CH has resigned as a minister (he was Secretary of State for Energy and Climate Change, often just reported as “energy secretary”) after he was charged with asking his then-wife to take some speeding points for him; or, more formally, for “perverting the course of justice”. And I think the reaction, certainly amongst his colleagues, has been “well that was inevitable, but its a shame cos he was good”. Richard Black (beeb.env) says Chris Huhne’s departure from the Department of Energy and Climate Change (Decc) sees the exit of a minister who is generally regarded as having fought tenaciously for “green” policies within the Cabinet. Whereas Timmy says Tee-Hee: “So, is the next bloke at DECC going to reverse all of his idiot policies?”. I wondered: from my POV, does CH’s departure look like a loss?
Of course, to find that out I’d have to know what his policies are. I started off looking at his website under the “issues” tab. Neither the “national” nor “local” tab has anything to say about climate change. So although it may have been his “day job” at the Department of Energy and Climate Change (DECC), it clearly isn’t where his heart is. Or alternatively, that he is too much of a politician to say what he thinks, which again makes him no great loss.
The Beeb profile of him has nothing to say about climate or global warming, but going back to the original beeb article: Despite having had only seven months in the job, he was one of 10 ministers chosen by the Mexican host government to pull the Cancun talks around when they appeared to be heading for the rocks. Cancun was a waste of time, so his failure to recognise that loses him more points.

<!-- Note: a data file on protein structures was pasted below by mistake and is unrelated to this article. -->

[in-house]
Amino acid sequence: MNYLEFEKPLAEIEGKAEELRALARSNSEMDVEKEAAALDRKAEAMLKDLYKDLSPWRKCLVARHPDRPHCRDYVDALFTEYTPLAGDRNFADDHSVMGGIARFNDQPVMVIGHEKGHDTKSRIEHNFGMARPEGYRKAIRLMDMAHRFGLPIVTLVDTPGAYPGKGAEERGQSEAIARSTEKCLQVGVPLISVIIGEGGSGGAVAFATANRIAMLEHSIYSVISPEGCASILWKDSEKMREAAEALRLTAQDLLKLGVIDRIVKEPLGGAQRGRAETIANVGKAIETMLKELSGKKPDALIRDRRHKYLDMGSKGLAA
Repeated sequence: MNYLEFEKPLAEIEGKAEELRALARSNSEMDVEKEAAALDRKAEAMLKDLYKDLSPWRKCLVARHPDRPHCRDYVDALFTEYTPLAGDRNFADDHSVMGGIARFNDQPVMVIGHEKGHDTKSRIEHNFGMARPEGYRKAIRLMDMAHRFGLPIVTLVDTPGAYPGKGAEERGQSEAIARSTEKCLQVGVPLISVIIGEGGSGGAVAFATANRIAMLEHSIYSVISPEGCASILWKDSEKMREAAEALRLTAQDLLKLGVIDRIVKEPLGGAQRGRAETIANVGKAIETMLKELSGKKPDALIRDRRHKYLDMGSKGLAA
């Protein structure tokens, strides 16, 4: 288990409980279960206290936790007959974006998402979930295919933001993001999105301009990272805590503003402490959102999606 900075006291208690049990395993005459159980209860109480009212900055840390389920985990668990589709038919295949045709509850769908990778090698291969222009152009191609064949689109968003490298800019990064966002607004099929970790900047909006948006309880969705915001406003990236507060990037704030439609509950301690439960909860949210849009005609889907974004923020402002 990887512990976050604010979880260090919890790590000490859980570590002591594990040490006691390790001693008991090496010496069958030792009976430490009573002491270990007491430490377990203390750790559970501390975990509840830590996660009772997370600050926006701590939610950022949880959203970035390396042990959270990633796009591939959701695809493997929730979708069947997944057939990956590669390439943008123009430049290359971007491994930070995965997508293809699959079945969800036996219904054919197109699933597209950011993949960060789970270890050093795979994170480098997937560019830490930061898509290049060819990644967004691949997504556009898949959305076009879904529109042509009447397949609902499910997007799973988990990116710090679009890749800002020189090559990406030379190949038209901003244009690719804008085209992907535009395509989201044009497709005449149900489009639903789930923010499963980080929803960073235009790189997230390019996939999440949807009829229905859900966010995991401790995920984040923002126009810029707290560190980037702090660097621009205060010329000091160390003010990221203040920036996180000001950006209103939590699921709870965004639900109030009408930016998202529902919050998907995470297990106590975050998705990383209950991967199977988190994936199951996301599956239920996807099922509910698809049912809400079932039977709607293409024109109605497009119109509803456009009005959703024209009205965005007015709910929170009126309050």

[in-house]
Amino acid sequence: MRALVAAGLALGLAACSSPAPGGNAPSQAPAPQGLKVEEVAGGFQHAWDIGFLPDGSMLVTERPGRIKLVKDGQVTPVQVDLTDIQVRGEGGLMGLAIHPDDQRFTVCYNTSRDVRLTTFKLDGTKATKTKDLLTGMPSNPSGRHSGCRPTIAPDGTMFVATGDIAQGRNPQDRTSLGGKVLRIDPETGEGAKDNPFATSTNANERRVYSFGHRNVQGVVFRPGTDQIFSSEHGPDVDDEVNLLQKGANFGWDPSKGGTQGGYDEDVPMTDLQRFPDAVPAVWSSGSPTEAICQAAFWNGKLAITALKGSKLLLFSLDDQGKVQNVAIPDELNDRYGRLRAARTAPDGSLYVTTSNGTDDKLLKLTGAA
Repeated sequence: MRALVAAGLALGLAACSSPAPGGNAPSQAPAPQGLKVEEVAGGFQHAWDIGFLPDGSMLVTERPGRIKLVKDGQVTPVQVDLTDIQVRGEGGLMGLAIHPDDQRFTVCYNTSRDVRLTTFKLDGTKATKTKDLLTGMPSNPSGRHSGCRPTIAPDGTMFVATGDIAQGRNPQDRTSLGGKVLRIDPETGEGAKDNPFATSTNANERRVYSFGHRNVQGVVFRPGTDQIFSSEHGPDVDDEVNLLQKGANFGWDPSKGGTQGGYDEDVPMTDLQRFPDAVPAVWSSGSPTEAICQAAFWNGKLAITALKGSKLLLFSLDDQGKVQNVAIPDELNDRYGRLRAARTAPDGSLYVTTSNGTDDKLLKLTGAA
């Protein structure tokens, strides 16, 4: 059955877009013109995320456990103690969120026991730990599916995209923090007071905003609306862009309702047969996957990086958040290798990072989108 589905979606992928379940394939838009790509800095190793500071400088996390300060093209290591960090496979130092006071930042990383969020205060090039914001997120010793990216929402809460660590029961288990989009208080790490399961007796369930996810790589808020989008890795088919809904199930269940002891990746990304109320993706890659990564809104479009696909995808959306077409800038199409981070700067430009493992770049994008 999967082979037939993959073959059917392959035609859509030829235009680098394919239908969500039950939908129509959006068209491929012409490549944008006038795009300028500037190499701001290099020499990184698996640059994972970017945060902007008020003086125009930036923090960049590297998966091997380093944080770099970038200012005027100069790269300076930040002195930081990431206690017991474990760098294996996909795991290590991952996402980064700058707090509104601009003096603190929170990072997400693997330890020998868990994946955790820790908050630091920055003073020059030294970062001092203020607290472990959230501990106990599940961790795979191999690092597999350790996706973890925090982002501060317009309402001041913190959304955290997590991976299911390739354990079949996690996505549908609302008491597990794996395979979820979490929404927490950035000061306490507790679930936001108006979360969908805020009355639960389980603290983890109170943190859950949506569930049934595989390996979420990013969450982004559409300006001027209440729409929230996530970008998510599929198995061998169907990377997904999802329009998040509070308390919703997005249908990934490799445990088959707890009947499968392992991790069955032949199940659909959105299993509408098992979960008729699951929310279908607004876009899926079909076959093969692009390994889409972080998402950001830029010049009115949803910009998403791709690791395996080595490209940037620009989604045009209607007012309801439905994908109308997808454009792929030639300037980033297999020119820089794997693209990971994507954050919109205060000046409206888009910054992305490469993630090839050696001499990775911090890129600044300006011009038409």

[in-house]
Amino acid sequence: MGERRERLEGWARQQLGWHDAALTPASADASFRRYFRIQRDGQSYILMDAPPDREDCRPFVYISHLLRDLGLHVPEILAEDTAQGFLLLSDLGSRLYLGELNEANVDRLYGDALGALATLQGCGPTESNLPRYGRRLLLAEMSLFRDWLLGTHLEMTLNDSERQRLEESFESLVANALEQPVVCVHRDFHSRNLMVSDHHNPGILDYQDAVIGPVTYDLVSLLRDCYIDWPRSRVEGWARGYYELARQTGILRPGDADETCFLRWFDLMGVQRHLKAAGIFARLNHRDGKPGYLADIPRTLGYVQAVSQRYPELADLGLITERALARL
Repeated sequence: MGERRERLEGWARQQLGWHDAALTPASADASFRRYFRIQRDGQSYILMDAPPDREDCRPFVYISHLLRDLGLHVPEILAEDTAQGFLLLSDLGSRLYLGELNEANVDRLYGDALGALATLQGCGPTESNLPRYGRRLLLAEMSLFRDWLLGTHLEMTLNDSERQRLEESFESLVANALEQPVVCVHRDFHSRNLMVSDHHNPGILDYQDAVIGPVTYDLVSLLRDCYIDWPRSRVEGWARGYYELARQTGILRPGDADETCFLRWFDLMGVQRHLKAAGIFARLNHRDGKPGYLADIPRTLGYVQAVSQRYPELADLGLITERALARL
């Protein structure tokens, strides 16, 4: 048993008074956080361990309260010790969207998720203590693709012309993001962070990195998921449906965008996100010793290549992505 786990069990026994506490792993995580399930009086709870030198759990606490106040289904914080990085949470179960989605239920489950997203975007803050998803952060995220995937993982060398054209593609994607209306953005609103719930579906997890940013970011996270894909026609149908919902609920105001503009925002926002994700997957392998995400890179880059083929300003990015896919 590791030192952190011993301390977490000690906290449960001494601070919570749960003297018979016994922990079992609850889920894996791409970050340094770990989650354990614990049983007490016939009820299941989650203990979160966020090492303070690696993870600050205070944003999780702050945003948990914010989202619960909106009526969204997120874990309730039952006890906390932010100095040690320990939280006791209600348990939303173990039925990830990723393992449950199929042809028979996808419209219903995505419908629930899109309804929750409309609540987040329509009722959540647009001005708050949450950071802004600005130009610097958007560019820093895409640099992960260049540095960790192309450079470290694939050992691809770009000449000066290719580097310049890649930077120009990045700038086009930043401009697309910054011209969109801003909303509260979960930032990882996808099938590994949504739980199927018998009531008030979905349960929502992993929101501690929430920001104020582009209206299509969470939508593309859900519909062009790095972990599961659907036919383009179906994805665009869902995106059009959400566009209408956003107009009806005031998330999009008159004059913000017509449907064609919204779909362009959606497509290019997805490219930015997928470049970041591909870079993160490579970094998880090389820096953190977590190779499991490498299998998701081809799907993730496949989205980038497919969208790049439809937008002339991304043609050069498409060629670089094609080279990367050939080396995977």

By 2020, we will complete the ‘easy wins’… insulating all remaining cavity walls and lofts… condensing boilers… new car emissions will fall … as internal combustion engines continue to become more efficient. Emissions from power stations, already down a quarter since 1990, will fall a further 40%, with most existing coal-fired power stations closing.
All coal stations to close by 2020? With all the Nooks going too, it is hard to see what will replace them. Lots of fracked gas?
By 2030… New low carbon power stations – a mix of carbon capture and storage, renewables and nuclear power – will be built.
Oh, that’s odd: the Nooks are back. Where did they come from? Still, they are in the plan, so that is a plus. Not sure I believe the CCS: without a carbon tax / sane carbon pricing they are uneconomic.
we will run a technology race, with the least-cost technologies winning the largest market share
That’s nice. Timmy says your current tariff / subsidy system doesn’t do this, but then he is an old curmudgeon so we’ll ignore him. But least-cost tech winning sounds very much like leaving the market to operate without government interference. I think that is good, but it is a slightly curious way of phrasing it – almost as though they don’t want to say it.
I got a bit bored reading it at that point, ending at “This will put the UK on a path towards an 80% reduction by 2050″ which I’ve already said I don’t believe.
OK, so I dunno. But I imagine that people out there have opinions: feel free to point out CH’s virtues from a Global Warming POV, or indeed those of the gov’t as a whole.